Spirit of Giving: Community Table in Lombard

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The Northern Illinois Food Bank says about 10 percent of those who regularly seek meals from pantries and soup kitchens are seniors. (WLS)

This week, ABC7 is teaming up with the Northern Illinois Food Bank and the Greater Chicago Food Depository for "Spirit of Giving: Helping Fight Hunger." We are highlighting the need for us all to get involved and help those in need.

Even when you start out life in the best of times, you can never be too sure of what will lie ahead. The Northern Illinois Food Bank tells us that about 10 percent of those who regularly seek meals from pantries and soup kitchens are seniors.

Fred Gunzel is one of them. He's 85-and-a-half years old. Yes, he counts halves these days.

"All the blessings I can get!" Gunzel said.

He was a chemist by trade and worked until age 76. He lost his pension when the company he worked for went bankrupt. Now, he struggles to put food on the table.

"So I come to places like this, cut corners," Gunzel said. "Food is expensive and food is very necessary and the food here is very acceptable."

Every Wednesday night, he comes here to the community table in the basement of the First Church of Lombard. It's a time when he can be social and get a free hot meal.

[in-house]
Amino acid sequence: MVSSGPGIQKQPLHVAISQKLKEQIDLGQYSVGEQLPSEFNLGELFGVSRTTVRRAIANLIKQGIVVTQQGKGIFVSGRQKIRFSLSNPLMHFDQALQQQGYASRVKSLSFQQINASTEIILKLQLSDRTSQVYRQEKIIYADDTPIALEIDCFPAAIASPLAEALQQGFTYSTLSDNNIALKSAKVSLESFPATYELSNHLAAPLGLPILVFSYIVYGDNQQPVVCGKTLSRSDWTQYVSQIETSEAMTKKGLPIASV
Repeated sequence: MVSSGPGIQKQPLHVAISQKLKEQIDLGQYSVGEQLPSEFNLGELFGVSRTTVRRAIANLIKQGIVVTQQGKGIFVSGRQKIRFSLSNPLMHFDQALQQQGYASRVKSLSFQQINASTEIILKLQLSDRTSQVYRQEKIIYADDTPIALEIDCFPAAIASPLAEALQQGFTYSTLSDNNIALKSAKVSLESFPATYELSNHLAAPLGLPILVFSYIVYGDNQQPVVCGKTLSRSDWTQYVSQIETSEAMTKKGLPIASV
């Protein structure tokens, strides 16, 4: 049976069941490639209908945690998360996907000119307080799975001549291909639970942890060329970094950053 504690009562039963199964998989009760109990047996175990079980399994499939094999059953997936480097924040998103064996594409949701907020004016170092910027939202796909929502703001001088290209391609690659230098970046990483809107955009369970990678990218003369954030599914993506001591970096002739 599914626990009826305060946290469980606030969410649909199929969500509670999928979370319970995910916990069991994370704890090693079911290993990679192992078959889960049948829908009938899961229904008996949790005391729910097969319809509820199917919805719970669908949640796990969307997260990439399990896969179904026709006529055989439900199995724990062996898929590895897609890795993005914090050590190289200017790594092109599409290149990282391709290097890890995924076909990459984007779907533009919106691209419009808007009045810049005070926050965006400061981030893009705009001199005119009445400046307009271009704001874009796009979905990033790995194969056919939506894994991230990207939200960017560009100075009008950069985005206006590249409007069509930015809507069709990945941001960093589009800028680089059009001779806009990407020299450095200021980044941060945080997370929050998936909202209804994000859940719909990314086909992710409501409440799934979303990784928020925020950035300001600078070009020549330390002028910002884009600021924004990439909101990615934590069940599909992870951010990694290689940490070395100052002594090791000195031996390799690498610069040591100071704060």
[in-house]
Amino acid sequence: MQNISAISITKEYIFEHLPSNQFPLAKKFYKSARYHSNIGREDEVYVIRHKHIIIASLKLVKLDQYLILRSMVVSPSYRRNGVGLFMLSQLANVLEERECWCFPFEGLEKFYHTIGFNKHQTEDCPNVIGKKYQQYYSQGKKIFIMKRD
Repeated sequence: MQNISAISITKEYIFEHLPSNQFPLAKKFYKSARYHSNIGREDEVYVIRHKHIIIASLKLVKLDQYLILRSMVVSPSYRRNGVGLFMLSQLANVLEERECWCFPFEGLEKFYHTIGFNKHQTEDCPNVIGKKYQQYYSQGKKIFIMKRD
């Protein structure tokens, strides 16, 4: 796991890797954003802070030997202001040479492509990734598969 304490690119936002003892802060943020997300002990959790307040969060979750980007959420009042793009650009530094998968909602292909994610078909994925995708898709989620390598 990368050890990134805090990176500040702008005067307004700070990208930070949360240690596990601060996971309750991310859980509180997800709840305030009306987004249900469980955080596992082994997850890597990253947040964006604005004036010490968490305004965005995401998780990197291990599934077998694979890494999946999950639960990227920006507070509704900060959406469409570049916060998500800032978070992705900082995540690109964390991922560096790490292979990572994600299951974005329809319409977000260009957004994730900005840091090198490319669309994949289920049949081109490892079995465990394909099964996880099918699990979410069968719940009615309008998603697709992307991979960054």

"We still get homeless people in here. We get people who just need a good meal once a week. We get people who don't need a good meal, but they come just to be with the other people and talk," said Larry Hebert, volunteer coordinator.

The Northern Illinois Food Bank supplies the food to this organization and hundreds of others in the suburbs.

"We know through the Brookings Institute report that there are more people living in poverty in the suburbs of Chicago than there are in the city itself," said Donna Lake, Northern Illinois Food Bank.

Gunzel says he hopes more people would look out for seniors and consider offering help.

"Stop and consider what it is, what it means to those of us who appreciate the help and I'll tell you what. It's not just the money, it's the people who donate their time and their effort. They like people. They are concerned about their neighbors. And that is part of spiritual life, too," Gunzel said.

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